Sometimes just getting started, honoring our spouse’s desire, even though our enthusiasm is lacking, offers us a chance to try to get back to normal. It’s okay to have sex even if you don’t have the desire, as long as there’s no coercion and you are doing it to let your husband or wife know that you would like to reignite that passion, but right now the passion meter scores low. Trying to get a spark from his wife, one dad told us he half-jokingly suggested to her, “Tonight, you be the airline passenger and I’ll be the conscientious TSA officer.” He said they both actually laughed at themselves, which was a beginning! We all agreed that beginning steps opened windows of fresh air in the relationship. It was like saying, “May I have this dance?” After all, you can dance in many forms, with the feet, with ideas, with words and with the pen. Find what your strength is and what works for you.
Of course, our TCF members admitted that marriages could be viewed as being on different levels. Before our children died, some of us were very close with our spouses—joined at the hip, on the same wave-length, true soul-mates. Others were more in the comfy pattern, simply used to each other. Some marriages were experiencing signs of frustration, dullness, fraying at the seams, health challenges, money troubles, addiction problems, perhaps in need of counseling or permanent separation. Add the loss of a child to any of those marriages, and you have a whole new scenario, the marriage never-to-be-the-same again.
Unfortunately, spouses are not always on the same time-line, and that is one of the hardest parts of bereaved parents’ grief. Spouses might resemble Irish step dancers, one with a smiling, happy face, the other with a rigid upper body and feet going a mile-a-minute to catch up to the other. As one mom pointed out, “Reclaim those memories that made your heart go pitter-patter.” Revive those sultry moves of the cha-cha or that gliding action of the romantic waltz. After all, dancing is the hidden language of the soul.
A good marriage takes work and commitment. A marriage undergoing the loss of a child needs that a hundredfold. We learn to listen to our body’s wisdom. We do what feels comfortable and we follow our hearts, trying to avoid frustration and aggravation. Some days we are doing the smooth, flowing waltz and on others, it’s more like doing the jive, hanging on for dear life trying to do those lively dance steps.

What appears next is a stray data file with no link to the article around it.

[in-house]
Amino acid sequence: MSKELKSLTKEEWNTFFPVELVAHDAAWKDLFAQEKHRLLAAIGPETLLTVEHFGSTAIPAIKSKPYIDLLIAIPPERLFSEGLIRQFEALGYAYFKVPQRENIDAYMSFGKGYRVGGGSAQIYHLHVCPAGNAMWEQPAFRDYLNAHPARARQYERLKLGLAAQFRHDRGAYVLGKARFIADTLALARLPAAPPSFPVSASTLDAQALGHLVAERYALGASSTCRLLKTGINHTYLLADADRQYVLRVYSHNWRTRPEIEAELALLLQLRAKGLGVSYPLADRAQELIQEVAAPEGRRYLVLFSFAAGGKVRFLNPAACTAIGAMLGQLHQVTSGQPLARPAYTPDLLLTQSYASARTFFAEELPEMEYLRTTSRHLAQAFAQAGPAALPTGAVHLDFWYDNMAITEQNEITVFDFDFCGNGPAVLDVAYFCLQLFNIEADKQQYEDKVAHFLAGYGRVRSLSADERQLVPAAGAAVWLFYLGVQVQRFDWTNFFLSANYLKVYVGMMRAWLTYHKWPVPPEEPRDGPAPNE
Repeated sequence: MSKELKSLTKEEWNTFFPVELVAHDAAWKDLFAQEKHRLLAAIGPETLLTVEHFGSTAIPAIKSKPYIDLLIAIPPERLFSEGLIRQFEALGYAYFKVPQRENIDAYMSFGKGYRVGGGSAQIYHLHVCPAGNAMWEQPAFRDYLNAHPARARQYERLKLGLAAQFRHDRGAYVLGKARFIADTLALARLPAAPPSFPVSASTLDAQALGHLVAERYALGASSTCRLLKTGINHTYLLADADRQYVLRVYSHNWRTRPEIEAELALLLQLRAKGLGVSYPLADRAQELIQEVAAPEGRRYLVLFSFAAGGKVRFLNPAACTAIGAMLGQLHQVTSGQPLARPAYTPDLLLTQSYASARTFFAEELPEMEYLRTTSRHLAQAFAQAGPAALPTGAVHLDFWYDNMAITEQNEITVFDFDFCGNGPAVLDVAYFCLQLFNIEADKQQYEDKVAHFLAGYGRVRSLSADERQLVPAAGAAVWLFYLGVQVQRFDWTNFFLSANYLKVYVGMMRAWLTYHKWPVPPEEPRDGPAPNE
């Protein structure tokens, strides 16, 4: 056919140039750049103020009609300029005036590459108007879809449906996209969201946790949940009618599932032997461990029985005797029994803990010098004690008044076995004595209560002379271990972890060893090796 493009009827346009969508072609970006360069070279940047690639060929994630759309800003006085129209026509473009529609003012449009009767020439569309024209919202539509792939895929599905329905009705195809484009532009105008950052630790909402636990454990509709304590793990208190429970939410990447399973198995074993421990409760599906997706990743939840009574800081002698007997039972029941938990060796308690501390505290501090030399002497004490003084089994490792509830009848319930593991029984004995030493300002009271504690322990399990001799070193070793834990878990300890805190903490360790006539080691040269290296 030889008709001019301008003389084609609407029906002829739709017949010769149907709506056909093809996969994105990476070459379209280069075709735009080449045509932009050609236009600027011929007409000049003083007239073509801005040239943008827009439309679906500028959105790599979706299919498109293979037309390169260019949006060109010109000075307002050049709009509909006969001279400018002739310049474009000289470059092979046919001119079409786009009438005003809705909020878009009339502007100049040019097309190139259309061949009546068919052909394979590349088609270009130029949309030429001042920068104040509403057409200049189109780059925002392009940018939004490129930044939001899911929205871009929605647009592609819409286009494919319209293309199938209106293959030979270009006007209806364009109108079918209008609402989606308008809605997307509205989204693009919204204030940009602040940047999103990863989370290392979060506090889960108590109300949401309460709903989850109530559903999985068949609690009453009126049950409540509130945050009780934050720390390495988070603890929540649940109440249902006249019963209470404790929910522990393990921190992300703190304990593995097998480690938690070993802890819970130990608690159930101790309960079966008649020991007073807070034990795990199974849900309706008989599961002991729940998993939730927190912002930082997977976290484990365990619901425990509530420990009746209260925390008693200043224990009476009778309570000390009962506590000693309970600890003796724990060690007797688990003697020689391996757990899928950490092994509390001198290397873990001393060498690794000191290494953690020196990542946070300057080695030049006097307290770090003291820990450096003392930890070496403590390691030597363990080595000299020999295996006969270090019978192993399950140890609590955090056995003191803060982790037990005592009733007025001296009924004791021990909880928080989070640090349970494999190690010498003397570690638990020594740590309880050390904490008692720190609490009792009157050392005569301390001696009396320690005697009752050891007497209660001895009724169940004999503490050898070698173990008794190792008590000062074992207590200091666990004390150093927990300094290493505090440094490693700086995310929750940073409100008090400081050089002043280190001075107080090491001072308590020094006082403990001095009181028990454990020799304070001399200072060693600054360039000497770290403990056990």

Our inner wisdom tells us what feels right and what is definitely a “red light.” We try to develop a realistic view of our relationship. We work on areas that need a jump start. We look for things that bring us together in a good frame of mind, and we avoid areas that are difficult right now. We realize that some problems will never be solved, but we try to work around them. We continue practicing the dance steps we are confident about, and gradually we try to add new, exciting ones to our repertoire; we learn there are no basic steps, so we make up our own.
Choose the steps that lead you to trust with your deepest feelings. Enrich each other’s life by showing honesty, warmth and appreciation. Practice bringing joy to the relationship. Do things that make you feel connected. Share hopes, dreams and aspirations. Encourage a relaxed atmosphere and don’t forget to steal a kiss.
As sex becomes a life-affirming experience, a welcome symbol of healing and hard sought togetherness, you should be ready for “Dancing with the Stars” or at least dancing with stars in your eyes! Now, you can enjoy new, emotionally charged feelings and the glow of reaffirmed intimacy and sexuality. May the *Mirror Ball trophy be yours!
* The first place trophy for TV’s popular program, Dancing with the Stars.
External resource for consideration: Death of a Child by Elaine Stillwell.
Posted by Elaine Stillwell
Wife, mother, grandmother, educator, author and speaker, Elaine E. Stillwell, M.A., M.S., shares her gifts of hope and inspiration with the bereaved, simply telling what she has learned to cope and survive following the deaths of her two eldest children, twenty-one-year old Denis and nineteen-year old Peggy, in the same 1986 automobile accident. In addition to being Founder (1987) and Chapter Leader of The Compassionate Friends of Rockville Centre, Long Island, New York, (along with her husband Joe), she is also a Charter Member of Bereaved Parents/USA since 1995. She is the author of two crafts books for grieving children, Sweet Memories and A Forever Angel (Centering Corporation), a pamphlet of spiritual meditations, Stepping Stones for the Bereaved (Liquori Publications), and a book filled with suggestions for parents who have lost a child of any age, The Death of a Child (ACTA Publications)